We made our way up the boardwalk, past the free public baths (water from the hot springs is piped down to several individual private rooms (stalls is perhaps a better word), each with a big galvanized tub where the overflow merely drains off into the bay below), past the four item general store (open for two hours a day whether the public needs it or not), up the hillside walkway, and down a muddy path to the rock hot tubs. The tubs are nirvana with just a little too much sulfur (as is proven by my now blue wedding band.) You can pick from a "Goldilocks and the Three Alaskan Brown Bears" assortment of tubs to find one that is at a temperature that is "just right." Whichever you choose, the view of the raging falls passing by the rock tubs makes the perfect experience just a little more perfecter. Of course, the ten minute walk back to the boat wearing a wet bathing suit, reminds you that this is Alaska and that while clothing shrinks in hot water.... well, we have all seen the Seinfeld episode.
Wine and cheese with our neighbors on El Bucanero and dinner aboard the Sea Spirit and I slept like a log, barely noting the fish smell, fireworks, voices, engine sounds, and other wonderful noises of the night among the Seiner fleet.
July 15, 2008 Pavlov Anchorage (Chichagof Island) 57 50.6N 135 01.7 W Distance Traveled: 43 miles
To steal from Captain Ron, "Dawn comes early on a boat ... everyday around sunrise." Just before 5, El Bucanero headed out. They radioed back that the Chatham Strait (contrary to the weather report) was flat calm. By 5:20 we too were also underway.
Our run to Pavlov anchorage was quite enjoyable. The seas were flat, the winds none, and the scenery incredible. We had an encounter with dolphins and along the way, we saw several humpbacks. Two even passed close to starboard.
Pavlov anchorage, chosen purely as a convenient stopping point, is a few miles inside Freshwater Bay. It turned out to be a gorgeous and quite protected location. At the head of the anchorage was a waterfall of stunning beauty which grew in height as the tide fell.
The highlight of the anchorage however was the presence of Alaskan Brown Bears. We were able to sit on board for hours and watch bear (or bears -- we were not certain if it was two or perhaps just one that commuted around the anchorage a lot) play for much of the afternoon and into the evening. (We call it playing. I suspect for the bear, it was just about waiting at the water's edge for food to come ashore from the anchored boats.) Whatever the number of bears, each time we saw a bear, it was following the same route along the beach until it would disappear into the woods. It was kind of a one way bear highway along the waterfront. Ahhh yes, those crazy bears. They look so darn playful loping along the beach and eating grass and the occasional small animal. If it wasn't for the teeth, the claws, and the un-bathed for a lifetime smell, you might want to give those cuddly bears a big bear hug.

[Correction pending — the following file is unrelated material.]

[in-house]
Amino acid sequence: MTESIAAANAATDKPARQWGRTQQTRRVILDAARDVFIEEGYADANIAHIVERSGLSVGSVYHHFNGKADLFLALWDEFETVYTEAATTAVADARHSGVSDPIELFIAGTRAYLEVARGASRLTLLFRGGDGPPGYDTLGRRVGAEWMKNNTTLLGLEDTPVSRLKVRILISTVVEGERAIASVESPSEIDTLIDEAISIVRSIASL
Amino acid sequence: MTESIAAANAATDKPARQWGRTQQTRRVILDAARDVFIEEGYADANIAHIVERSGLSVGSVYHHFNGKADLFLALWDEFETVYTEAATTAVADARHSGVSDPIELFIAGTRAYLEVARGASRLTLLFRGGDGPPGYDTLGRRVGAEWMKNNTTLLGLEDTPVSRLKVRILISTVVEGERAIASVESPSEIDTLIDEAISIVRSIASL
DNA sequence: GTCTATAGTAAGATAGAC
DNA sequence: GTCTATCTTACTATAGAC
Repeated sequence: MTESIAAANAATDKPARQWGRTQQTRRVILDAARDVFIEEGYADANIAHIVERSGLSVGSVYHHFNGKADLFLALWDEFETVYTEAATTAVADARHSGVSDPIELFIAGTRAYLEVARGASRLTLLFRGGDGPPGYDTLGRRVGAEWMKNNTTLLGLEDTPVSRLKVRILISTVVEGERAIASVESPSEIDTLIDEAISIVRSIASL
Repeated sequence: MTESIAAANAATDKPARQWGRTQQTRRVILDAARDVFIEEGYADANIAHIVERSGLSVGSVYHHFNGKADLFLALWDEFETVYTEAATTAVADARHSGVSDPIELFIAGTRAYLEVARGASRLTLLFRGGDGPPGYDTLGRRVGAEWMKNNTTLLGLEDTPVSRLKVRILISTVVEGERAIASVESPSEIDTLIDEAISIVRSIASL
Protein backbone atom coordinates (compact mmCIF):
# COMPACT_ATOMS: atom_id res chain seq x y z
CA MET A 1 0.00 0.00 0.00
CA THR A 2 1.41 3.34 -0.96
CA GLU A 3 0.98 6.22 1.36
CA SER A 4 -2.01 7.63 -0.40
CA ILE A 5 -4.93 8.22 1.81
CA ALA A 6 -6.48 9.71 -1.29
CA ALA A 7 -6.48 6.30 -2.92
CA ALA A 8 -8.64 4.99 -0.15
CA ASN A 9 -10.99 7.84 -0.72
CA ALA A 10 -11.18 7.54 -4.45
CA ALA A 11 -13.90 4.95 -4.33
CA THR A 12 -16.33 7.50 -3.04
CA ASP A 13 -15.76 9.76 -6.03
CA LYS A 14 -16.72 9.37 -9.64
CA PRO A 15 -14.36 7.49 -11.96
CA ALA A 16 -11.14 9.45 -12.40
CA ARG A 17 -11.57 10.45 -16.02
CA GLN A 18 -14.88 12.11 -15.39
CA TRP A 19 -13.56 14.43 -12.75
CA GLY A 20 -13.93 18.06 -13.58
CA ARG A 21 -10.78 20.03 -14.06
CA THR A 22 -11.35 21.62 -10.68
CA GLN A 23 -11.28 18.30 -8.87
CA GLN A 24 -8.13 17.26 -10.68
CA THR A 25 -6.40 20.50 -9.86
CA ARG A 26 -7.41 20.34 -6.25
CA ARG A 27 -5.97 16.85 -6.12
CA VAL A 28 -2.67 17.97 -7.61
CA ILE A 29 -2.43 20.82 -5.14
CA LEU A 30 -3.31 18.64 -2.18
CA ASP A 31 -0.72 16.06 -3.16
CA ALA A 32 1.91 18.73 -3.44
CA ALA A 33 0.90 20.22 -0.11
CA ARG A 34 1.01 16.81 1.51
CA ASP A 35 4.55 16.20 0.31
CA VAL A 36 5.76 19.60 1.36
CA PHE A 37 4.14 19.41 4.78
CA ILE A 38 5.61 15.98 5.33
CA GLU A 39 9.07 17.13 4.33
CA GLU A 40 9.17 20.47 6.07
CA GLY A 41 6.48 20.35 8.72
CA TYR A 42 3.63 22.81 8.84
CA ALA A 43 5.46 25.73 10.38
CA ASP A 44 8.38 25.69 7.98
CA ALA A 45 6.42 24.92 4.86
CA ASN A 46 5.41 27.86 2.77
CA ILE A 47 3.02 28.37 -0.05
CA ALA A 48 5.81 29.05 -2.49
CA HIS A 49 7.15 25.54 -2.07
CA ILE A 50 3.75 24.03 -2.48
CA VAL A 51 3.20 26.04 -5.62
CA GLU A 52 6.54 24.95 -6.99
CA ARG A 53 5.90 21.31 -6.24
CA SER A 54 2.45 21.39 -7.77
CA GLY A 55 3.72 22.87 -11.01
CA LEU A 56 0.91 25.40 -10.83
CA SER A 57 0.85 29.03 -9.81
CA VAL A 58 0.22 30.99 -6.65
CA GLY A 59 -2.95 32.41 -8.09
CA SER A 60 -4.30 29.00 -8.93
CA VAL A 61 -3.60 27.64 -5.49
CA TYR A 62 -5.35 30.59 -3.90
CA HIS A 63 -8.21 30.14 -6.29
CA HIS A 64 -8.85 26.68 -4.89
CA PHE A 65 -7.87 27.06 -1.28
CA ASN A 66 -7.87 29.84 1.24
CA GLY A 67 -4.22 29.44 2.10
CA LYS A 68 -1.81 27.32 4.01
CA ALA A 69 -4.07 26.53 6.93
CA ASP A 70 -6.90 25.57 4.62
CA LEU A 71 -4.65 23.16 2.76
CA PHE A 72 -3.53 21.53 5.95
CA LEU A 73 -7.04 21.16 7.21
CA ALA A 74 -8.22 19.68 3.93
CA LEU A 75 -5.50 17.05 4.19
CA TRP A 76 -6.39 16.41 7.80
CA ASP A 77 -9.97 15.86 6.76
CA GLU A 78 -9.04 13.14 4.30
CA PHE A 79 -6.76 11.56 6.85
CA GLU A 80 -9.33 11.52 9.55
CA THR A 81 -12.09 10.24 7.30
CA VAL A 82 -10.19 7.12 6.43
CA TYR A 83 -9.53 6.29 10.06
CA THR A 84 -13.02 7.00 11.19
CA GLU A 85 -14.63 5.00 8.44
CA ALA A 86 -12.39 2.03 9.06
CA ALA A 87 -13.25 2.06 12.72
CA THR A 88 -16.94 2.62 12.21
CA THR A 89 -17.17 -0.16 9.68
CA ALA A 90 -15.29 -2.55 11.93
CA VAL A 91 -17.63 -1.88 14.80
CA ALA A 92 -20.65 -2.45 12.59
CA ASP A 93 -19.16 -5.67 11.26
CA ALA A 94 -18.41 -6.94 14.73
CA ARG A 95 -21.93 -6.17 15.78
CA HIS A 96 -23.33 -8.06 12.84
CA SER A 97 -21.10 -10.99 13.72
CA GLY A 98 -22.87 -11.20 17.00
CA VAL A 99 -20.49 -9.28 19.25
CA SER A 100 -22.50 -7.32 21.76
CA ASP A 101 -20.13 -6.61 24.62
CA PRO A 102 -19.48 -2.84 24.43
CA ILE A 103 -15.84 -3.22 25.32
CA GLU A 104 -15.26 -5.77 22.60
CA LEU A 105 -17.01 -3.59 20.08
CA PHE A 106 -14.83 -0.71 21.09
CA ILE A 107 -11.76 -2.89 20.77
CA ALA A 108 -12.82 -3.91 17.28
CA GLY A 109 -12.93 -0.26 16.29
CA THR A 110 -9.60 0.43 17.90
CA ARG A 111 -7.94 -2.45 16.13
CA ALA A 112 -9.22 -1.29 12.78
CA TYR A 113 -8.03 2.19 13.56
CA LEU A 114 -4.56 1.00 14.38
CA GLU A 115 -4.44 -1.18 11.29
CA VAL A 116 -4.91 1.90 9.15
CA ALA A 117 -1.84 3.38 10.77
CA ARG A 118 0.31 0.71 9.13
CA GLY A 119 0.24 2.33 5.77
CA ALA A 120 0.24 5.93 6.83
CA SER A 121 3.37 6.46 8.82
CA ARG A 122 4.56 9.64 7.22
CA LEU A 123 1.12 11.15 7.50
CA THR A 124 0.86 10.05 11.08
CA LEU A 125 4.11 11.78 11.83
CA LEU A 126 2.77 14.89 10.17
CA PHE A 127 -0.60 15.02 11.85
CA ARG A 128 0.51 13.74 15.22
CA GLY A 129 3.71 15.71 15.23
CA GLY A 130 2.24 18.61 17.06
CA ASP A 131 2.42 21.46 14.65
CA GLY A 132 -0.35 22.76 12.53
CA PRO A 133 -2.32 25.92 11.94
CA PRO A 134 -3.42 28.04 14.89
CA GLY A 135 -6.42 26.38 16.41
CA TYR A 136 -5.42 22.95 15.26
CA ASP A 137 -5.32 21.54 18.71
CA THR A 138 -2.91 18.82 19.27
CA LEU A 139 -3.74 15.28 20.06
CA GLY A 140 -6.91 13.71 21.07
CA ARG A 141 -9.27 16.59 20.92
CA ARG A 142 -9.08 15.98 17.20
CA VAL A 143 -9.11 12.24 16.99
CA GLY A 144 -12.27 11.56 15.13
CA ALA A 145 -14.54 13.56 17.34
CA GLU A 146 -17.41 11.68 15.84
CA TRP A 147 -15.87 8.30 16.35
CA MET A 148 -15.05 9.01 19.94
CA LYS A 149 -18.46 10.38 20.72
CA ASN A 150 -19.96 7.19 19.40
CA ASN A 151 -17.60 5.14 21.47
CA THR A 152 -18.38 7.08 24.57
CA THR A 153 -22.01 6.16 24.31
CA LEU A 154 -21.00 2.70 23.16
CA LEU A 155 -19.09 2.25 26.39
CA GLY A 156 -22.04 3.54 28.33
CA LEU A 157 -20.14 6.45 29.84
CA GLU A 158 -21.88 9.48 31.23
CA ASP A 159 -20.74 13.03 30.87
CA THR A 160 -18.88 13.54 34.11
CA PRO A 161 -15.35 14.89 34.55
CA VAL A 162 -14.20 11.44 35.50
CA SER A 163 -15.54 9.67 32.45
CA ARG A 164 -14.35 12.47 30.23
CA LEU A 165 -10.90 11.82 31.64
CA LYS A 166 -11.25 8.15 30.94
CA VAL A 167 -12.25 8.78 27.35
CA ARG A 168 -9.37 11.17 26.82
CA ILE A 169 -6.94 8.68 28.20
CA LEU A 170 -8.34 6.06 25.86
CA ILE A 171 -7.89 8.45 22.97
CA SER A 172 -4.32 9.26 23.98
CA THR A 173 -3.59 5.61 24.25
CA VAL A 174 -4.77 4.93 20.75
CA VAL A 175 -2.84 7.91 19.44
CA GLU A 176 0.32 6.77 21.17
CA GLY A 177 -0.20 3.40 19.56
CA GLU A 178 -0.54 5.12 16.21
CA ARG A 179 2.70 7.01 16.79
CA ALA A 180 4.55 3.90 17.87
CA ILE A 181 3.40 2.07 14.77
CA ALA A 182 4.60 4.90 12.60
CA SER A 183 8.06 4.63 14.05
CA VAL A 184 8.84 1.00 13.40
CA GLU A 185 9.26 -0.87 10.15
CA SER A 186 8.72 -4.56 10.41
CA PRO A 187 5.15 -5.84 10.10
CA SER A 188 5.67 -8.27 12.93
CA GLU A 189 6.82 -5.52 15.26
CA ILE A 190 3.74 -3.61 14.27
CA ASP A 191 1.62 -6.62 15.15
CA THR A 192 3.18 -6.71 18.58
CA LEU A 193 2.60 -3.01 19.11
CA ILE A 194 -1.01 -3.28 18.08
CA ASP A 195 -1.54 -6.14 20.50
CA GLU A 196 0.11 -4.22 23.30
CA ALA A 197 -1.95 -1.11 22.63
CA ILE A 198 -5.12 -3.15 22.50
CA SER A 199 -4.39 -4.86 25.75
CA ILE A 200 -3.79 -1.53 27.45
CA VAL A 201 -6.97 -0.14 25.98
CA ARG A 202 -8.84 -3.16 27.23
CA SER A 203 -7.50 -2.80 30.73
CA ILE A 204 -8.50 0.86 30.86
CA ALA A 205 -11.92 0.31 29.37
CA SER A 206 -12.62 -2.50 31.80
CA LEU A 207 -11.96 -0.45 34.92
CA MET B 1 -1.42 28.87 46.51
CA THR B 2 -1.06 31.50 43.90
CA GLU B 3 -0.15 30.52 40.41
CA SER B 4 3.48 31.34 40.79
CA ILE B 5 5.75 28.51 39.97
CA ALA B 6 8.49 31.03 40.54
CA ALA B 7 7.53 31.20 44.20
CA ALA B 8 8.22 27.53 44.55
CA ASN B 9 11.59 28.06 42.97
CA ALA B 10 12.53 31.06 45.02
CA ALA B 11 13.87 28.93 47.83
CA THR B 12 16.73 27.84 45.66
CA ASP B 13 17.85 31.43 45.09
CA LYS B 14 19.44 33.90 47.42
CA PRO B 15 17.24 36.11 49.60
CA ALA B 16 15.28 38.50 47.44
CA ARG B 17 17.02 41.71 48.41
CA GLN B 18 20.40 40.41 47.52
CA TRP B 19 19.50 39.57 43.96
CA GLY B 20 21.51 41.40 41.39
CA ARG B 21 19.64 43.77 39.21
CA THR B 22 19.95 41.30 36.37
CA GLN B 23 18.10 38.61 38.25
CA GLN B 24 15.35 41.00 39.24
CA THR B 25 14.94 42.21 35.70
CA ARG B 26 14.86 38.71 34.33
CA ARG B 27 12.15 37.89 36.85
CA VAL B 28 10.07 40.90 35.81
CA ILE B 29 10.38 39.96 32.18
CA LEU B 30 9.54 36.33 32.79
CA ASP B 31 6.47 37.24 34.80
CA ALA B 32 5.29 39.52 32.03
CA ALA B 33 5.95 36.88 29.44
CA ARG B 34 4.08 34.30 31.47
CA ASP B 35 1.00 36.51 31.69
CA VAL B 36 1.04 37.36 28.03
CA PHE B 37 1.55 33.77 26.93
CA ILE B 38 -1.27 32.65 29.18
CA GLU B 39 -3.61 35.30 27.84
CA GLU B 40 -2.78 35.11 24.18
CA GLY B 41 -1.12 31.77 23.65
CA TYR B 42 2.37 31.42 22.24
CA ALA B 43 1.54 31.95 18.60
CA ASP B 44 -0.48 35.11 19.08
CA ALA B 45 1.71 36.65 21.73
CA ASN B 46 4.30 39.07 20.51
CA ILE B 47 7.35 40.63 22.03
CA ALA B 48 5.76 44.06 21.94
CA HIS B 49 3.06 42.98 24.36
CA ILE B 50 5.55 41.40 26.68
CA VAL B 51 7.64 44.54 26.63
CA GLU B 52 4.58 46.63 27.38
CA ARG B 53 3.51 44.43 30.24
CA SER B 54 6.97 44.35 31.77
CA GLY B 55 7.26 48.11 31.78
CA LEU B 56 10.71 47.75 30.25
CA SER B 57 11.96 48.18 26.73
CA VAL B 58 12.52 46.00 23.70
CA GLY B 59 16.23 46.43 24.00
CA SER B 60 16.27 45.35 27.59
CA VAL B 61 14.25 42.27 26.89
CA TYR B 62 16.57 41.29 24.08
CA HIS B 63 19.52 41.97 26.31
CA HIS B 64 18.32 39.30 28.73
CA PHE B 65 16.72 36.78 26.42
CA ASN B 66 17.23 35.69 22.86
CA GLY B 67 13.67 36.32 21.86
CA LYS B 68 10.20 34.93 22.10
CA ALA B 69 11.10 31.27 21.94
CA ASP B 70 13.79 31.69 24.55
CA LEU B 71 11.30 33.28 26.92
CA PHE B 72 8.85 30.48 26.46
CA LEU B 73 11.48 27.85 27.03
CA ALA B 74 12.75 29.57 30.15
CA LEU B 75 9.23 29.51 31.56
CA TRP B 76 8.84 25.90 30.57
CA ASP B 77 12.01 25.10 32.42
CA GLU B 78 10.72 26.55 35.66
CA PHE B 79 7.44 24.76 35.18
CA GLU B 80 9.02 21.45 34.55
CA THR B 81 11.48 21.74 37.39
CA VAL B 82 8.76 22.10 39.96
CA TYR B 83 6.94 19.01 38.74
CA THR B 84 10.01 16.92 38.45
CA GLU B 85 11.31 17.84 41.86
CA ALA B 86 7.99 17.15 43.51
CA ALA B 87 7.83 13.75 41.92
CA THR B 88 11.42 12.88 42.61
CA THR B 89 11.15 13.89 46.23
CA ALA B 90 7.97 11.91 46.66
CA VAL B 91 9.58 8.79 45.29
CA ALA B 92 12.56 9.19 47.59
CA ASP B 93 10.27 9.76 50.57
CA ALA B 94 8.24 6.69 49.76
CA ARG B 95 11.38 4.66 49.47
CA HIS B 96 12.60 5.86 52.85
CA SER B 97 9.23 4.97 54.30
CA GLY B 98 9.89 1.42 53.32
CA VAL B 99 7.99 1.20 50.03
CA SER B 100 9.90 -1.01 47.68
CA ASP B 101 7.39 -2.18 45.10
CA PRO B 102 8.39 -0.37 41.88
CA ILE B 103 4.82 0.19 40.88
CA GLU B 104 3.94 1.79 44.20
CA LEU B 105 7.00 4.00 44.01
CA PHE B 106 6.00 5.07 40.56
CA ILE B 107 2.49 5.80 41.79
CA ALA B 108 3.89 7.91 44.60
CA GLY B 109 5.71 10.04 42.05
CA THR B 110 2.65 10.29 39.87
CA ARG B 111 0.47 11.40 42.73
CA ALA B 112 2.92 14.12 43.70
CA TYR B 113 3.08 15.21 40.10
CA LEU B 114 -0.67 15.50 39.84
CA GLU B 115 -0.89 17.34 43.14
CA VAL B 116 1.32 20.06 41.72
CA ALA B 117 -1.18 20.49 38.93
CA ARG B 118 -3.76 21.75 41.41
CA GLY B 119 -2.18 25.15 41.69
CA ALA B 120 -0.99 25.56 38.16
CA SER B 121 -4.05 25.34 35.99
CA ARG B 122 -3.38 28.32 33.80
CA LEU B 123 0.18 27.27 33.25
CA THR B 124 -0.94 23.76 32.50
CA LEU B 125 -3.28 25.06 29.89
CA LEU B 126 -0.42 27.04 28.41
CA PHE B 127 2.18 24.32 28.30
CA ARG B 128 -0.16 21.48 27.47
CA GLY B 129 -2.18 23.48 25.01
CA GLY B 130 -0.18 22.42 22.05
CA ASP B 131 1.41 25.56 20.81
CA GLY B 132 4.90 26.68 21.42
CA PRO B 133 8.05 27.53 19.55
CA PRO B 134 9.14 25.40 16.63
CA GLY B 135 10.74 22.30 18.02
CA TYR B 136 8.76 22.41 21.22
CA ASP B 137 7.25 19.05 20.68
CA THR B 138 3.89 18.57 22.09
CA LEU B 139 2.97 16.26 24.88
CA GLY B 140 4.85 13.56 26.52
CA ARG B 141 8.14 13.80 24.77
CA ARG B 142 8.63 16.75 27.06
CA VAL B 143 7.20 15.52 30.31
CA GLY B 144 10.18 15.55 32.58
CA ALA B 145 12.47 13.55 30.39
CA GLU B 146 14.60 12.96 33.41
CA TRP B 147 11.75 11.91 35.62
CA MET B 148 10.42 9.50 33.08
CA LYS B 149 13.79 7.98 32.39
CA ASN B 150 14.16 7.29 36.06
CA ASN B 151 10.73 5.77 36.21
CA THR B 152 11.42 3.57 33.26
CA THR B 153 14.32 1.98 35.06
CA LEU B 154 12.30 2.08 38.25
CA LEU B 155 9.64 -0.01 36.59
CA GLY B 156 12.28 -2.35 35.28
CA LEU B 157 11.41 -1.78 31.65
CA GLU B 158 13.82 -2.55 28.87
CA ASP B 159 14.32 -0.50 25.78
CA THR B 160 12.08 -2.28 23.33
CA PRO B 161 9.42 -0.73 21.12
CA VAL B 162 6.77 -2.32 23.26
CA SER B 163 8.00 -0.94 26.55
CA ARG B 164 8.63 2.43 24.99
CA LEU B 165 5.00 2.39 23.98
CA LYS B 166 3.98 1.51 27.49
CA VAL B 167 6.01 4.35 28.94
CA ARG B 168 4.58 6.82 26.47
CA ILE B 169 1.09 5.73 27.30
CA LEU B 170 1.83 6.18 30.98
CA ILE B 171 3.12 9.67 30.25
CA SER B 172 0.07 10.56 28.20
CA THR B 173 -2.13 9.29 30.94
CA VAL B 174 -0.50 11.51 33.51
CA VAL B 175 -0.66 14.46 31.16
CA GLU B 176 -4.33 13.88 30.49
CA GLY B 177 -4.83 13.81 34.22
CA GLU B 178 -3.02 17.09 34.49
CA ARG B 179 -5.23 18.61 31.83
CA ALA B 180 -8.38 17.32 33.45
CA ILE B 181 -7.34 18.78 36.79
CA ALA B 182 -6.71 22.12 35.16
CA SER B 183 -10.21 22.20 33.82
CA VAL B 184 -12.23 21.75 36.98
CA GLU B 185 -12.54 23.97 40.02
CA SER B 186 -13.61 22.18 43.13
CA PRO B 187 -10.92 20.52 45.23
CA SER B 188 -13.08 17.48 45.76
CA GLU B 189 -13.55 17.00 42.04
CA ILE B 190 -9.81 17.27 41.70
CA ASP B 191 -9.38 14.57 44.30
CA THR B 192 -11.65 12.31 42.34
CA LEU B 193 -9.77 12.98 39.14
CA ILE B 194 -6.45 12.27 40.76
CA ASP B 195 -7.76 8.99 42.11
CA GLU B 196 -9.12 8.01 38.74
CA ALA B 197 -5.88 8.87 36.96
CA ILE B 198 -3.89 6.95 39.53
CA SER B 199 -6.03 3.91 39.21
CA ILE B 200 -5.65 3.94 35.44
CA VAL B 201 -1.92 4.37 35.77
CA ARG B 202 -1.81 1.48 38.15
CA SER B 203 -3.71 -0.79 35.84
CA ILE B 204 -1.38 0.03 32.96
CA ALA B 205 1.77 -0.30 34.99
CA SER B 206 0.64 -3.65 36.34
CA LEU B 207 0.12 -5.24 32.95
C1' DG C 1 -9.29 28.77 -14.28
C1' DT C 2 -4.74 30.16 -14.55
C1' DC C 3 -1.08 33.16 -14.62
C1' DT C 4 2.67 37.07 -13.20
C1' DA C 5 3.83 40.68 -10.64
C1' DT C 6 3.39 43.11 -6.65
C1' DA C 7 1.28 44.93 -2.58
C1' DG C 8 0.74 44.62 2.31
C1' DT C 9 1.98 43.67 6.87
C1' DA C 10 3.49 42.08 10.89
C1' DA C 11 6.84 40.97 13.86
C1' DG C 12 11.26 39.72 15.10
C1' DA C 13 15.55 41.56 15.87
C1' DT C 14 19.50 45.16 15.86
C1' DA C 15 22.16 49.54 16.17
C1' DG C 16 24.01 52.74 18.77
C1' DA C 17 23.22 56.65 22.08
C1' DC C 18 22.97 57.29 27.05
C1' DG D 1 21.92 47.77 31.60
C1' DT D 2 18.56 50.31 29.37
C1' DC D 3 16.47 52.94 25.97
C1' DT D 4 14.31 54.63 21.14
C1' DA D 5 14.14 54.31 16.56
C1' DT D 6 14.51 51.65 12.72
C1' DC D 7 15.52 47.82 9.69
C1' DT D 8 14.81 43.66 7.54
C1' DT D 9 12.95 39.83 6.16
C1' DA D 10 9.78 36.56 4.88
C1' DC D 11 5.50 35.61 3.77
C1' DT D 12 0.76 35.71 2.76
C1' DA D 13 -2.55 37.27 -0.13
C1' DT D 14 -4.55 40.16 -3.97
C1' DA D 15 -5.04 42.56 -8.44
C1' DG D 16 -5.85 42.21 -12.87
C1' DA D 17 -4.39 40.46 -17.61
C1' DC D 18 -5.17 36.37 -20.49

July 16, 2008 Funter Bay (Admiralty Island - Mansfield Penninsula) 58 15.3N 134 53.7W Distance: 28 miles
After a lazy start (7AM) we headed out of Freshwater Bay and north along the west shore of Chatham Strait until we were almost north of Chichagof island. We then started to veer toward the eastern shore (being the west side of Admiralty Island) as we made our way across the Icy Strait. The weather although not great, was not too bad but the seas became progressively more uncomfortable, as the swell rotated from on our nose to broadside. After a bumpy 10 mile ride across the open water, we made our way into the relative safety of Funter Bay.
Throughout our travels we were treated to the presence of several Humpback Whales. Two even paralleled the boat in the narrow southern entry to the bay. Another excellent day for whale watching.
We found our way to the same dock that Jennifer and Arianna and I had visited on our trip out from Juneau. Throughout most of the day, the winds blew and there was annoying chop in the bay. It was the kind of day that one truly is happy to find room at a dock.
SERIOUS SIDENOTE: Cruelty at Funter Bay: I learned that Funter Bay was the site of a WWII Aleut Internment Camp. The Aleuts were taken from their homes in the Aleutians when the Japanese attacked and occupied the island chain. Sadly they were treated very badly with many dying as attested to by the presence of the neatly maintained cemetery that we found in the woods a distance back from the beach. For more infromation, visit: http://www.nps.gov/aleu/historyculture/unangan-internment.htm
Tomorrow our destination will be Juneau -- Auke Bay.
July 17, 2008 Auke Bay 58 22.9N 134 38.9W Distance Traveled: 24 Miles
I awoke early to the sound of waves slapping against the hull of the Sea Spirit, a sure sign that weather was building. At 5 AM the wind was blowing 15 to 20 and Funter Bay was pretty choppy with west winds (that I surmised were being funneled up the Icy Strait and jogging along the Chatham Strait (actually, the very south end of Lynn Canal) to Funter Bay. The weather report was pretty gloomy for the next few days with all indications suggesting that if we did not go now, we would be Funter Bay residents for a while.
Weather in Alaska can be very scary and should be treated almost as seriously as the bears. Captain's choice --- Go or no-go? I finally decided to take a peak out in the strait (1.5 miles away) to see what it looked like. I could always return to the dock.
Although my crew's travel plans should not factor into these decisions, Jeanne is leaving in two days and my cousin Mark and his son Max are coming. These external influences explain the look-see. Under other circumstances, I would have spent the day (or days) enjoying the beauty of Funter bay and waited for unambiguous weather.
Upon entering the Lynn Canal (might still be Chatham strait here), I encountered uncomfortable sees running north. The winds were light and I took the gamble that the weather window would hold for the 10 miles until we diverted into the more protected Saginaw Channel. Although the seas did not improve, as luck would have it, the current flowed with us approaching 1.5 knots at points. The next two hours while uncomfortable were tolerable. Once in the Saginaw Channel, the seas calmed down for the remainder of the trip to Auke Bay.
At Auke Bay, we refueled and headed for the dock to charge our batteries, take on water, and enjoy hot food and almost equally hot showers.
POSTSCRIPT: The choice to leave Funter Bay proved wise as the cweather continued to build for the next few days making even such a short trip dangerous. (Auke Bay for two or three days was filled with boats hiding from the big seas and bad weather.)
Part IV Will begin when Mark and Max Arrive.